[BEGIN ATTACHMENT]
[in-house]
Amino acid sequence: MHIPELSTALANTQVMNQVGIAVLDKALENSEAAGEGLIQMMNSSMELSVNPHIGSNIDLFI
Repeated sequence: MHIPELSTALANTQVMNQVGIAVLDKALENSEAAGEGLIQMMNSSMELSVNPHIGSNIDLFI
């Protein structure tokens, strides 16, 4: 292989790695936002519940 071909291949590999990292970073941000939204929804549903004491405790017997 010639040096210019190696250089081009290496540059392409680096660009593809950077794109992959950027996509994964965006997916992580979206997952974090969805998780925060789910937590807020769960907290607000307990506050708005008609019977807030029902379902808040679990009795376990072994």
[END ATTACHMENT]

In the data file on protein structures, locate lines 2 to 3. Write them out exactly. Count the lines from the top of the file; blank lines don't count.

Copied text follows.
Amino acid sequence: MHIPELSTALANTQVMNQVGIAVLDKALENSEAAGEGLIQMMNSSMELSVNPHIGSNIDLFI
Repeated sequence: MHIPELSTALANTQVMNQVGIAVLDKALENSEAAGEGLIQMMNSSMELSVNPHIGSNIDLFI